Title: Carolina of Orange-Nassau: Ancestress of the Royal Houses of Europe
Author: Moniek Bloks
Genre: Non-Fiction / History / Biography Pages: 96
First published: to be published 25 January 2019 by Chronos Books
Edition: e-book, courtesy of NetGalley and the publisher
Carolina of Orange-Nassau (1743 – 1787) was born the daughter of William IV, Prince of Orange, and Anne, Princess Royal and was thus the granddaughter of King George II. It was upon the King’s orders that she was named after his wife, Caroline of Ansbach.
I was interested in this book because of my own Dutch heritage and because of my fascination with the history of our royal houses in general.
This is a biography of Carolina of Orange-Nassau, who ended up in the family trees of most of the current Royal Houses in Europe. The biography is based on facts and letters written by Carolina, her brother William, her husband and others closed to her, many of which are part of the Royal archives in Holland.
This makes it quite a dry, matter-a-fact biography, but it unfolded a bit of history I knew very little about and did that quite well.
Just the fact that she survived sixteen (!) pregnancies make her a remarkable woman and it is a shame that she has kind of been forgotten. I am glad to have read about this strong Dutch woman, who carried the blood of kings and whose lineage endures today.
I found it hard to rate this book. It is only a short biography, but I did find it very informative without unnecessary filler.
5 out of 7 stars
Title: The Snow Child
Author: Eowyn Ivet
Genre: Fiction / Magical Realism / Fantasy Pages: 390
First published: 2012
Edition: Paperback, published in Reagan Arthur in 2012
Alaska, 1920: a brutal place to homestead, and especially tough for recent arrivals Jack and Mabel. Childless, they are drifting apart–he breaking under the weight of the work of the farm; she crumbling from loneliness and despair. In a moment of levity during the season’s first snowfall, they build a child out of snow. The next morning the snow child is gone–but they glimpse a young, blonde-haired girl running through the trees.
Without doubt this is a beautiful story underpinned by beautiful writing, but somehow it did not grab me the way I wanted it to.
I was definitely in the mood for the story and I did feel immersed in the narrative, but something somewhere was missing for me and I have absolutely no clue what it was.
I liked Jack and Mabel as characters. They were believeable and flawed, and I could not help but root for them. I liked the way the girl, Faina, was introduced and how the story developed from there.
Somehow the setting felt hostile to me and maybe that is where my unease stems from. I never felt at ease in the story’s surroundings as Jack and Mabel did and maybe that made me feel a little more distant than I wanted to be.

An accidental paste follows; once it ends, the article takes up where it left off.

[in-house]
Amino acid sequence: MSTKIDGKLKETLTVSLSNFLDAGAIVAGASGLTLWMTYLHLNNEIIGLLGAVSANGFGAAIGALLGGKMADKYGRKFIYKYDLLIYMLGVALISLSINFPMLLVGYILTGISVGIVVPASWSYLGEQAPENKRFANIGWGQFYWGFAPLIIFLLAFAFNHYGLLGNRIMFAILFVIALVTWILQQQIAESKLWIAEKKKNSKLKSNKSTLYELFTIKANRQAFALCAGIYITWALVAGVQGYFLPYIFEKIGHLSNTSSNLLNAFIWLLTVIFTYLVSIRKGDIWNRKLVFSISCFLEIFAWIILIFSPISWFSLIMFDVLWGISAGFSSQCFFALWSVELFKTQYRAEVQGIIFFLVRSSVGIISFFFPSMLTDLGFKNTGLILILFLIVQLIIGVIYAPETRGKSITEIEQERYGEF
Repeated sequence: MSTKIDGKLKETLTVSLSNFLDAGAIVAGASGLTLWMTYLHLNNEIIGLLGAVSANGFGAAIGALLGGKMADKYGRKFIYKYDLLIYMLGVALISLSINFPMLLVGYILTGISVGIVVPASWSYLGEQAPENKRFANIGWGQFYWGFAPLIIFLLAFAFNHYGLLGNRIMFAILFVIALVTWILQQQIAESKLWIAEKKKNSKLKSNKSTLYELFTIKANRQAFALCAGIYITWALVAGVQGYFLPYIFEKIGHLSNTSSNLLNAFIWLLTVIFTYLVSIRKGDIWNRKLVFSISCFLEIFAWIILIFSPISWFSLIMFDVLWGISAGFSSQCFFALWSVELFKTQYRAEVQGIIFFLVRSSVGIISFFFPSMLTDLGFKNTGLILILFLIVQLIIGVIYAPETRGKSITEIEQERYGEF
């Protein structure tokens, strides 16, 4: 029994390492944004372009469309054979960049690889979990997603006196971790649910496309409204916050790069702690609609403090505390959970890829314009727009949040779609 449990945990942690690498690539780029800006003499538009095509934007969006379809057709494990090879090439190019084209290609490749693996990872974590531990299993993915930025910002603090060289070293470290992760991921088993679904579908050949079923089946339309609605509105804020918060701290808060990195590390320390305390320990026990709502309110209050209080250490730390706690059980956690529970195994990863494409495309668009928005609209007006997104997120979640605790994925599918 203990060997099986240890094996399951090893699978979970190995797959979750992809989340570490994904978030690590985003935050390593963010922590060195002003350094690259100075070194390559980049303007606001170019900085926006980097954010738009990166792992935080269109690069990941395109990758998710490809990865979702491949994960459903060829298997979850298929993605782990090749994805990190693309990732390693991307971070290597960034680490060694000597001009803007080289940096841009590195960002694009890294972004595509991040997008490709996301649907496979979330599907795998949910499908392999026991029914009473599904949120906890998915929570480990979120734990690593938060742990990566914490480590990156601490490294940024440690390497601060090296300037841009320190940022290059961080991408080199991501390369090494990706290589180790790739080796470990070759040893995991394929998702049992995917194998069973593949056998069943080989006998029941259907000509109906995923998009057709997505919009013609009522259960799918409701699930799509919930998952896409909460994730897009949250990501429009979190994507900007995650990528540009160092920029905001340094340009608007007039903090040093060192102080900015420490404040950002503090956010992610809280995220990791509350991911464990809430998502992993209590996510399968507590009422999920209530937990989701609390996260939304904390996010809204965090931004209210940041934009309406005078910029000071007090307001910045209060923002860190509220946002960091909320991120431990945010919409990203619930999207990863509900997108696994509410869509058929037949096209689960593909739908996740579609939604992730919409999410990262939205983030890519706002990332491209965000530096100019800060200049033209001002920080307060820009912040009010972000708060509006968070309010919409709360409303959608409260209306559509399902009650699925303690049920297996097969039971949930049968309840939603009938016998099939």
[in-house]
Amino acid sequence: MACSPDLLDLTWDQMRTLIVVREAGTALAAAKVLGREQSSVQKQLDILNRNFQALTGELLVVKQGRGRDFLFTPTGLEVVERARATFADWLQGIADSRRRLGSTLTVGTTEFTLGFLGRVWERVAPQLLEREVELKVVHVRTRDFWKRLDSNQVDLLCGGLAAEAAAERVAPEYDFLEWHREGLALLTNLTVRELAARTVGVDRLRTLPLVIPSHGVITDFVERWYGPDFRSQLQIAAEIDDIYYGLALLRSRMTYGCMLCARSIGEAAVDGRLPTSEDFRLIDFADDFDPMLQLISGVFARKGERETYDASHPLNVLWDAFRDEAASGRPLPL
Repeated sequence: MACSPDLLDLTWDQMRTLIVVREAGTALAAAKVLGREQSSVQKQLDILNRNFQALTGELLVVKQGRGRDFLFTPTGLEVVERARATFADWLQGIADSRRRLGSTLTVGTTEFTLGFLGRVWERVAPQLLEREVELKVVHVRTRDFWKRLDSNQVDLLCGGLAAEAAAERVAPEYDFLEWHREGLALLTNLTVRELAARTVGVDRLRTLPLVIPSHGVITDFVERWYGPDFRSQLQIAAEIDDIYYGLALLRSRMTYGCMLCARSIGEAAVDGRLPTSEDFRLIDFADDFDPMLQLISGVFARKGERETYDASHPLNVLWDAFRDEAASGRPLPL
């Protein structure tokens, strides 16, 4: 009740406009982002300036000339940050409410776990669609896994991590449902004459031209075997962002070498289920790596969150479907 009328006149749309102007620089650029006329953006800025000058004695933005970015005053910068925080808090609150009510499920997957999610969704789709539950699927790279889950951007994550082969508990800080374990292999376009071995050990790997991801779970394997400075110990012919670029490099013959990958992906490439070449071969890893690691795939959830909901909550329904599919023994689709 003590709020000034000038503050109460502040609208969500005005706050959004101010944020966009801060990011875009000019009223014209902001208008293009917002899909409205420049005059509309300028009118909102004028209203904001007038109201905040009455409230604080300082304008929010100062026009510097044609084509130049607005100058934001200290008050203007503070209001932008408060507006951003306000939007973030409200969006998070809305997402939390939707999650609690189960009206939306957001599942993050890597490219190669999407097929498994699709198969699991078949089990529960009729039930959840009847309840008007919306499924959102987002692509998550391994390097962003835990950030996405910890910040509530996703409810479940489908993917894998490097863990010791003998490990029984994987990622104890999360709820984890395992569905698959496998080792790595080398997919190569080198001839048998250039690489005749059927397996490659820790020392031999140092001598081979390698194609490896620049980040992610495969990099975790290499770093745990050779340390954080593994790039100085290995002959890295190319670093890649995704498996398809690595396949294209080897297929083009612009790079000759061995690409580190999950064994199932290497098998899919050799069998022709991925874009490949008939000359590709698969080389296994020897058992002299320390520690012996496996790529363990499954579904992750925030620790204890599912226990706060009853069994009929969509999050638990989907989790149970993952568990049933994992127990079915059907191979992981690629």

I did shed a little tear at the end, so it clearly grabbed me enough. There is nothing wrong with this novel. It is a good book, but I don’t think it is one I would re-read.
5 out of 7 stars
Title: The Godolphin Arabian
Author: Eugène Sue Translator: Alex de Jonge (from French)
Genre: Fiction Pages: 152
First published: 1846
Edition: Hardback, published in 2003 by Derrydale Press
Here now is Alex de Jonge’s immensely readable translation of the original tale an imaginative mixture of fact and legend recreating the life of the Godolphin Arabian and his constant companion, Grimalkin the cat.
Originally written in 1846, this is the fictionalised story of The Godolphin Arabian, one of the founding sires of the modern thoroughbred. It is only a small little book about the horse, an mute Arab groom devoted to him and the cat that always kept him company.
As far as I can tell, the groom was made up, but there was actually a cat that went wherever the horse went.
This was such a delightfully told story. A simple, but effective tale about hardship and ultimate glory and the groom’s unshakeable belief in the horse he loves.
The translator adapted the story slightly and corrected some facts, which he explains in the foreword. I have not read the original of course, as I don’t know enough French, but this translated version reads very well.
If you are into horses at all, read this little gem. It’s worth the couple of hours it takes to read and it will put a smile on your face. The fact that it is based on a horse that actually existed and ended up being so important is a bonus.
6 out of 7 stars
Title: The Winter of the Witch (Winternight Trilogy #3)
Author: Katherine Arden
Genre: Fiction / Fantasy Pages: 354
First published: 2019
Edition: Hardback, published in 2019 by Del Rey